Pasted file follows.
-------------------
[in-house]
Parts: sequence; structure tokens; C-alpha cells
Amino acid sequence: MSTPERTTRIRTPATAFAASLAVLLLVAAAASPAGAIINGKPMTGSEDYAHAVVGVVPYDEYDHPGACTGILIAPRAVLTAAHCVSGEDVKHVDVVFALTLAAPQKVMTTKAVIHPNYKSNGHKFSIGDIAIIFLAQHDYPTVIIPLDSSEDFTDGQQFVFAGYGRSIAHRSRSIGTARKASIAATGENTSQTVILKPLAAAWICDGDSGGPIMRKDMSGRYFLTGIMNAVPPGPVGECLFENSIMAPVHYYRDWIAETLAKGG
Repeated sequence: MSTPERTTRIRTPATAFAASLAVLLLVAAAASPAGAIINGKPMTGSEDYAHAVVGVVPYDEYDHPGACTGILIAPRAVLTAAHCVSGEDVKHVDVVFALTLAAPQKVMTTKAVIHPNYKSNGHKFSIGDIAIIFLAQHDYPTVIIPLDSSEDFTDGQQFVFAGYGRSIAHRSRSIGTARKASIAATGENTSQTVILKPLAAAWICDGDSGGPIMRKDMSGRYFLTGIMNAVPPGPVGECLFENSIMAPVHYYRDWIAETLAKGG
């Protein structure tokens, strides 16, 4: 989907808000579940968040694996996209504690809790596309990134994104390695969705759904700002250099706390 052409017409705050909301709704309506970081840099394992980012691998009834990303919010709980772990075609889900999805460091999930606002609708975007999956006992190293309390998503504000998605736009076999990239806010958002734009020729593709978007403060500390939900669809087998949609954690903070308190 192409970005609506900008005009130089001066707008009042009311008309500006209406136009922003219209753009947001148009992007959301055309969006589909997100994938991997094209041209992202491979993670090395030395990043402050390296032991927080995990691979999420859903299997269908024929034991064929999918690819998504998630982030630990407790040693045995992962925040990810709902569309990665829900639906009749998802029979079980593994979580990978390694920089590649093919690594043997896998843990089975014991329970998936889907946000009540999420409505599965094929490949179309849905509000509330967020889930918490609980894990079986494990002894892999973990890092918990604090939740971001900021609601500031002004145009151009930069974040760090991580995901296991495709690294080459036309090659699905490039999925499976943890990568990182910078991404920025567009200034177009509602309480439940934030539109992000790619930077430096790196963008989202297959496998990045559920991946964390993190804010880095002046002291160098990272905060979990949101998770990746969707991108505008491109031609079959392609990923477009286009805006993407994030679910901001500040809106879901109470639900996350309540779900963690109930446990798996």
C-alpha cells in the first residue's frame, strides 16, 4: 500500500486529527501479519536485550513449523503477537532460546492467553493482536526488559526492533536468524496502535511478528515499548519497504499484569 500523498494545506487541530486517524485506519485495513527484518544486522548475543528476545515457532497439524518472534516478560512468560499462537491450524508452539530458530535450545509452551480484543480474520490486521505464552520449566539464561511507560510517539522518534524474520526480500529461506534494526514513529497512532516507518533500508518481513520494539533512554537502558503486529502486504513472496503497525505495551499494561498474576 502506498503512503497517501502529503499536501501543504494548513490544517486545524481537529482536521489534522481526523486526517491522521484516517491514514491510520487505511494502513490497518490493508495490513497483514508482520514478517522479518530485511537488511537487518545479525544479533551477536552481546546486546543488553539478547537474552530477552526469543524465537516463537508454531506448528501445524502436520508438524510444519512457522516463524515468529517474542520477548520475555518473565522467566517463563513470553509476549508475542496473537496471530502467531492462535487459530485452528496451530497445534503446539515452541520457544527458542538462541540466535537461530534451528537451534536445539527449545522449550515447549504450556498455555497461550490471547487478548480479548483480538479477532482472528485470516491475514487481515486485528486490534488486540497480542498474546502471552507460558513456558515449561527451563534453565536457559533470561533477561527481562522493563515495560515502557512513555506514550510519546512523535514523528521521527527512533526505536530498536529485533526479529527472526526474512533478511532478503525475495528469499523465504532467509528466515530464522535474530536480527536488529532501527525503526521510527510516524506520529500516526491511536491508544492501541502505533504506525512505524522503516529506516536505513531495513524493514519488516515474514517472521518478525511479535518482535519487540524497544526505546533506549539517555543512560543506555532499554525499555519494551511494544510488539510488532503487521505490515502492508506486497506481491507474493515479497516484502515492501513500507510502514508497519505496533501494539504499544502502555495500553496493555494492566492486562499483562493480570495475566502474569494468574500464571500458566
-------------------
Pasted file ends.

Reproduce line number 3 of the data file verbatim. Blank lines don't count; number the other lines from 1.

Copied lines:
Amino acid sequence: MSTPERTTRIRTPATAFAASLAVLLLVAAAASPAGAIINGKPMTGSEDYAHAVVGVVPYDEYDHPGACTGILIAPRAVLTAAHCVSGEDVKHVDVVFALTLAAPQKVMTTKAVIHPNYKSNGHKFSIGDIAIIFLAQHDYPTVIIPLDSSEDFTDGQQFVFAGYGRSIAHRSRSIGTARKASIAATGENTSQTVILKPLAAAWICDGDSGGPIMRKDMSGRYFLTGIMNAVPPGPVGECLFENSIMAPVHYYRDWIAETLAKGG